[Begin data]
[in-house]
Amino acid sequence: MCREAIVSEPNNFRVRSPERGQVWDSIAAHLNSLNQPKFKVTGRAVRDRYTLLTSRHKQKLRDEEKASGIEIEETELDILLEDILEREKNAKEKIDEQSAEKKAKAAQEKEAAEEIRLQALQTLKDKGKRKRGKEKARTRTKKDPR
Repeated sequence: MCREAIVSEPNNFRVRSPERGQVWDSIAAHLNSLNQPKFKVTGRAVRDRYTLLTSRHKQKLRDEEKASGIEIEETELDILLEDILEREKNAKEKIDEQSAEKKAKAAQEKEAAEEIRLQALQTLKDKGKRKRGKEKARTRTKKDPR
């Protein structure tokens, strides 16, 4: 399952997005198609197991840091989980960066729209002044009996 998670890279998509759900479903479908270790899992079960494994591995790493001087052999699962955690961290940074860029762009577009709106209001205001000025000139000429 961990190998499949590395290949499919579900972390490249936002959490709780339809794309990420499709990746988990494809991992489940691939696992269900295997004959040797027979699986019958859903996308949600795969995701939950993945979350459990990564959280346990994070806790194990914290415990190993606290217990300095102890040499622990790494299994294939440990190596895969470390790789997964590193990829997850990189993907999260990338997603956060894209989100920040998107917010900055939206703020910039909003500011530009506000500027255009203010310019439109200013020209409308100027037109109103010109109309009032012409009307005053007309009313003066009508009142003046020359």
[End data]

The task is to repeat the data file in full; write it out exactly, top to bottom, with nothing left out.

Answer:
[in-house]
Amino acid sequence: MCREAIVSEPNNFRVRSPERGQVWDSIAAHLNSLNQPKFKVTGRAVRDRYTLLTSRHKQKLRDEEKASGIEIEETELDILLEDILEREKNAKEKIDEQSAEKKAKAAQEKEAAEEIRLQALQTLKDKGKRKRGKEKARTRTKKDPR
Repeated sequence: MCREAIVSEPNNFRVRSPERGQVWDSIAAHLNSLNQPKFKVTGRAVRDRYTLLTSRHKQKLRDEEKASGIEIEETELDILLEDILEREKNAKEKIDEQSAEKKAKAAQEKEAAEEIRLQALQTLKDKGKRKRGKEKARTRTKKDPR
């Protein structure tokens, strides 16, 4: 399952997005198609197991840091989980960066729209002044009996 998670890279998509759900479903479908270790899992079960494994591995790493001087052999699962955690961290940074860029762009577009709106209001205001000025000139000429 961990190998499949590395290949499919579900972390490249936002959490709780339809794309990420499709990746988990494809991992489940691939696992269900295997004959040797027979699986019958859903996308949600795969995701939950993945979350459990990564959280346990994070806790194990914290415990190993606290217990300095102890040499622990790494299994294939440990190596895969470390790789997964590193990829997850990189993907999260990338997603956060894209989100920040998107917010900055939206703020910039909003500011530009506000500027255009203010310019439109200013020209409308100027037109109103010109109309009032012409009307005053007309009313003066009508009142003046020359």